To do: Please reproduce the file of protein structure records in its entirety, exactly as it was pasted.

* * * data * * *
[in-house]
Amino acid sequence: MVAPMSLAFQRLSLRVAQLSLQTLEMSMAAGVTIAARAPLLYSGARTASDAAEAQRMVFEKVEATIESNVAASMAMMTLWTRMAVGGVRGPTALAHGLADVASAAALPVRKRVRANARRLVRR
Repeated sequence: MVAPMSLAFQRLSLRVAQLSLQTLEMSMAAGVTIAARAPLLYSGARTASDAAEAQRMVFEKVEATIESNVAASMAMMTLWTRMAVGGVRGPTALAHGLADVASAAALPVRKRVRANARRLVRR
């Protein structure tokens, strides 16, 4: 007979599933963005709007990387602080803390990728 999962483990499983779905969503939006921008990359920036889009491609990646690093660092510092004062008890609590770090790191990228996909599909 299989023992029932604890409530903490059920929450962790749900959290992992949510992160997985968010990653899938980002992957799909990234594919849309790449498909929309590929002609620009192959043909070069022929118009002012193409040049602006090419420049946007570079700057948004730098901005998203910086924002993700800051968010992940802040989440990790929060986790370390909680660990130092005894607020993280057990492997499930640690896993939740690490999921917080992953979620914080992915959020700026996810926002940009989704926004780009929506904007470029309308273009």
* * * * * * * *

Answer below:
[in-house]
Amino acid sequence: MVAPMSLAFQRLSLRVAQLSLQTLEMSMAAGVTIAARAPLLYSGARTASDAAEAQRMVFEKVEATIESNVAASMAMMTLWTRMAVGGVRGPTALAHGLADVASAAALPVRKRVRANARRLVRR
Repeated sequence: MVAPMSLAFQRLSLRVAQLSLQTLEMSMAAGVTIAARAPLLYSGARTASDAAEAQRMVFEKVEATIESNVAASMAMMTLWTRMAVGGVRGPTALAHGLADVASAAALPVRKRVRANARRLVRR
């Protein structure tokens, strides 16, 4: 007979599933963005709007990387602080803390990728 999962483990499983779905969503939006921008990359920036889009491609990646690093660092510092004062008890609590770090790191990228996909599909 299989023992029932604890409530903490059920929450962790749900959290992992949510992160997985968010990653899938980002992957799909990234594919849309790449498909929309590929002609620009192959043909070069022929118009002012193409040049602006090419420049946007570079700057948004730098901005998203910086924002993700800051968010992940802040989440990790929060986790370390909680660990130092005894607020993280057990492997499930640690896993939740690490999921917080992953979620914080992915959020700026996810926002940009989704926004780009929506904007470029309308273009």